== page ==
Radio Emergency Services save County $100k+ per year with Time Tracking Reports | Track It Forward

Radio Emergency Services save County $100k+ per year with Time Tracking Reports

Custom Reports

Easily filter and export reports with the data you need

Accurate Time Tracking

Track hours accurately for funding purposes

Volunteers Enter Data

Admins save time when volunteers enter their own hours


The Nassau County Amateur Radio Emergency Services, or NCARES, provides emergency communications services for Nassau County, Florida and the surrounding areas. There are 75 different ARES sections in the US, as listed by the National Association for Amateur Radio, but there aren’t many ARES groups quite like Nassau County.

NCARES is unique because they are directly affiliated with the Nassau County Sheriff’s Office, which is in charge of emergency services. “We’re considered unpaid employees for the county. We have uniforms, vehicles, and are covered by their insurance. We’re primarily activated in storms and natural disasters,” says Bud Sinor, Emergency Services and Volunteer Coordinator for NCARES.

ARES members receive service award for assistance during Hurricane MichaelIn the event of a natural disaster, NCARES members will deploy staff to set up radio operations in local schools that serve as emergency shelters. In addition to using police radios and telephones, they have their own radio network system that can run temporary communications when phone lines and towers go down. They even have operators who are certified in military frequencies and communications in the event they need to contact military branches.

Tracking hours could be considered mission critical for NCARES. Their volunteer hours count as credit toward FEMA relief funds for the county at $29 an hour. The county is required to pay for a portion of FEMA services in the event of a natural disaster such as a hurricane, but with the volunteer hours credits they can save about one-third of the budget. “We average 4,000 to 5,000 man hours annually over the last 5 years, which equates to somewhere between $100,000 and $150,000 each year in savings,” Bud explains.

It’s important for NCARES not only to track hours, but to report on them as well. In addition to being deployed for emergency services, they hold regular board meetings and field training exercises. NCARES sends reports to FEMA four times a year, and must also report to the National Association for Amateur Radio. The national association is responsible for keeping track of all ARES stations and handles the licensing of HAM radio operators for the FCC. “I have to send the number of public service vs. emergency hours each month to the [association]. We have one of the largest hour inputs in the United States for emergency communications. We operate 8 hours a day, 5 days a week and 24/7 in emergency times,” Bud says.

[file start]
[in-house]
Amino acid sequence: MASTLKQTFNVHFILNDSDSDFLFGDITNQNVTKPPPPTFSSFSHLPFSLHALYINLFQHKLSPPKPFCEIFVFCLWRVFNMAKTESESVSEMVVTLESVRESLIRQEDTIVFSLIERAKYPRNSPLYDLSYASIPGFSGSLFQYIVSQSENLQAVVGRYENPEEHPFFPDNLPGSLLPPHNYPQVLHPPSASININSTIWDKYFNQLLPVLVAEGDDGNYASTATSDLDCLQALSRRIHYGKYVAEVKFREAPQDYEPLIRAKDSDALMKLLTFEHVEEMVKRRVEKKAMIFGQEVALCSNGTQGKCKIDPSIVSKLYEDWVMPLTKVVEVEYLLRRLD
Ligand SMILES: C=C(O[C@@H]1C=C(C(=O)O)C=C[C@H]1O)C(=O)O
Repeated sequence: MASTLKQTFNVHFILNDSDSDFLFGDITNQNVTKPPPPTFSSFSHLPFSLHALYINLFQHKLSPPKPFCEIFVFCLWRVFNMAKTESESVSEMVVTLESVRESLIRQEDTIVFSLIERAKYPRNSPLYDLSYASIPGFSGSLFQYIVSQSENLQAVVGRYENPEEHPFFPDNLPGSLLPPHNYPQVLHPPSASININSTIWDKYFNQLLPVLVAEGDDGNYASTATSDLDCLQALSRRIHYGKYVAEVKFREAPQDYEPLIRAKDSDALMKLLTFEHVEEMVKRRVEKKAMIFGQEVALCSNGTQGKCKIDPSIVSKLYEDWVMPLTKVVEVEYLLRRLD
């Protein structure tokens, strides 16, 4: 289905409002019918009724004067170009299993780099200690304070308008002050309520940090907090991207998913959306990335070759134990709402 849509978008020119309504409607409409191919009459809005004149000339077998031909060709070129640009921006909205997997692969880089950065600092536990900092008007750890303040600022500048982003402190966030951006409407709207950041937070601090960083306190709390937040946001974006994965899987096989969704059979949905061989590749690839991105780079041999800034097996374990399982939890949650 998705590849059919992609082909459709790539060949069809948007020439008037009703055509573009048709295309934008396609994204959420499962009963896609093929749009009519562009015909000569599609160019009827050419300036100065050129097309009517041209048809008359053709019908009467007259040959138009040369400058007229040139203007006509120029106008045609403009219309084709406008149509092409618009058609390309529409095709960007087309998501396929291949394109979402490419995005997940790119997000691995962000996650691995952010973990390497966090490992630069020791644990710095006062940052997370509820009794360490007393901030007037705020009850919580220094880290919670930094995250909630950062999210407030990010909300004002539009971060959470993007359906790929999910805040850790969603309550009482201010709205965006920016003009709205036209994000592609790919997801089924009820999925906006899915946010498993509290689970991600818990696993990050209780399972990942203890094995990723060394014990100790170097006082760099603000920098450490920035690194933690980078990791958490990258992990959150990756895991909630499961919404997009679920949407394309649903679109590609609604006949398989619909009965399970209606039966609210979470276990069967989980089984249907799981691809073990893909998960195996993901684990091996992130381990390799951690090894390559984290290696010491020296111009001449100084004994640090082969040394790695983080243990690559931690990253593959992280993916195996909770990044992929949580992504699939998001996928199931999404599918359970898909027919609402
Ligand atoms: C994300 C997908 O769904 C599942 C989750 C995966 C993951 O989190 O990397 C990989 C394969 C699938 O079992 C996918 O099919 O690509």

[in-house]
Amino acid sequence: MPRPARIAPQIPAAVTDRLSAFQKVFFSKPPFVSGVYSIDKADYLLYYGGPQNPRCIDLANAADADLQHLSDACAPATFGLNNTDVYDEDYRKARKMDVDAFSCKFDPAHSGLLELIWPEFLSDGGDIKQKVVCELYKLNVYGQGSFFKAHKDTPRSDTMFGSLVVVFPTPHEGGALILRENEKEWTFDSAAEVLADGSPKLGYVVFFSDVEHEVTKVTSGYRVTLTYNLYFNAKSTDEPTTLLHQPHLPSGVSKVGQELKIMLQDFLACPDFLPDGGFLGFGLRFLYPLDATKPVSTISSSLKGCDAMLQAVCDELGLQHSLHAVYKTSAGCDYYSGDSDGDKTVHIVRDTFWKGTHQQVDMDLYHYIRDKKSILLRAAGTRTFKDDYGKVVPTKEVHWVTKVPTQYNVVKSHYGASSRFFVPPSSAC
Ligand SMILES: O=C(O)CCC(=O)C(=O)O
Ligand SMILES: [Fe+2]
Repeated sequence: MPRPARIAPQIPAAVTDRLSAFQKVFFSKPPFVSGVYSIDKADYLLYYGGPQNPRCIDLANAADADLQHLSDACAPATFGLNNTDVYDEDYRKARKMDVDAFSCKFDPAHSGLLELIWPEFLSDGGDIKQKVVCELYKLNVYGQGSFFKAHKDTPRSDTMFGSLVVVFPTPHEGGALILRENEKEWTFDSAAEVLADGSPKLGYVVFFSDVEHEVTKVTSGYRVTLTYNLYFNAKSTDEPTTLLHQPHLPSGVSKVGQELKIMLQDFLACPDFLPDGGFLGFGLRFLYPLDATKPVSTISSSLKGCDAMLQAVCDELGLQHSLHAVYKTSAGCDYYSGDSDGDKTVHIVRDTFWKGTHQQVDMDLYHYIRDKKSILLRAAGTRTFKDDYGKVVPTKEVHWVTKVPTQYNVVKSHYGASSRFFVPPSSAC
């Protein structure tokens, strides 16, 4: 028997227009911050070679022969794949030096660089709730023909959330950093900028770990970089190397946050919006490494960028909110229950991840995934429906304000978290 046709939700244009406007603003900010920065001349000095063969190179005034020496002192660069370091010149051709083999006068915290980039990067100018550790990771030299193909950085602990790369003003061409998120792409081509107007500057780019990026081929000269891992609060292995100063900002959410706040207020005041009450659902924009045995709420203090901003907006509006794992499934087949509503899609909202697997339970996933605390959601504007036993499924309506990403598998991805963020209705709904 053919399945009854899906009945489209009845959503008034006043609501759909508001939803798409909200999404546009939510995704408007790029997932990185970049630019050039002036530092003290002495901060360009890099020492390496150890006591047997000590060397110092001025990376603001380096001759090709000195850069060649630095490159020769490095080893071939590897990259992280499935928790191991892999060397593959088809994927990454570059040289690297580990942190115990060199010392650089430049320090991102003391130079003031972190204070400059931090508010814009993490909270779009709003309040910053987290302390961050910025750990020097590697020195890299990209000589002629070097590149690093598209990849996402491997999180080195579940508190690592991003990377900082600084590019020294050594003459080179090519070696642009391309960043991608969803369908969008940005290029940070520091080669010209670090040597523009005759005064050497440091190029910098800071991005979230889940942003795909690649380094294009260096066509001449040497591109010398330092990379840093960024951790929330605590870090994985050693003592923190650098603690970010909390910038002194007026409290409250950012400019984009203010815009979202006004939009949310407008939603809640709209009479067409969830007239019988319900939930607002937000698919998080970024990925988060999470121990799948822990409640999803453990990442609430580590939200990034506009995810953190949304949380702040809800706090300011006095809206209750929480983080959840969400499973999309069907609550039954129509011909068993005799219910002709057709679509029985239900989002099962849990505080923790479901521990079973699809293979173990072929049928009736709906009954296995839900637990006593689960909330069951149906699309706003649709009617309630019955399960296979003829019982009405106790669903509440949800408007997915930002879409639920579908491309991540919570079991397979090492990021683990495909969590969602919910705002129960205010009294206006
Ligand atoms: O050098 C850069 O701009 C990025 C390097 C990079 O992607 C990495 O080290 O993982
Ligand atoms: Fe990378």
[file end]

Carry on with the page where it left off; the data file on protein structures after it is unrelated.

ARES Mobile Communications Unit

NCARES members are always on the lookout for potential accidents and disasters in their area, and they make sure these incidents are reported to the correct agency. Some examples include notifying the FAA of a plane crash, or the police and fire departments of a train accident and potential chemical spill. In those cases, they even send emergency coordinators into the field to report on the situation in person.

Thanks to Track it Forward, Bud can export and send reports with ease. All reports can be customized with filters to export just the data you need, and then saved for future exports. “I’m particularly fond of [the reports]; I can export those to excel and…upload to our FEMA reporting software,” Bud says.

Prior to implementing Track it Forward, NCARES was using pen and paper to track volunteer activities, and then those hours had to be manually entered into excel. “Having members…enter their own time, saves me 15 hours a month directly,” Bud explains. The ease with which he can filter, save, and export reports allows for even more time savings. “I love that, it’s saved me 10-20 hours a month at least!” he says. Track it Forward is proud to help such an essential organization save time on administrative work and get back to doing their work that really matters in the community.

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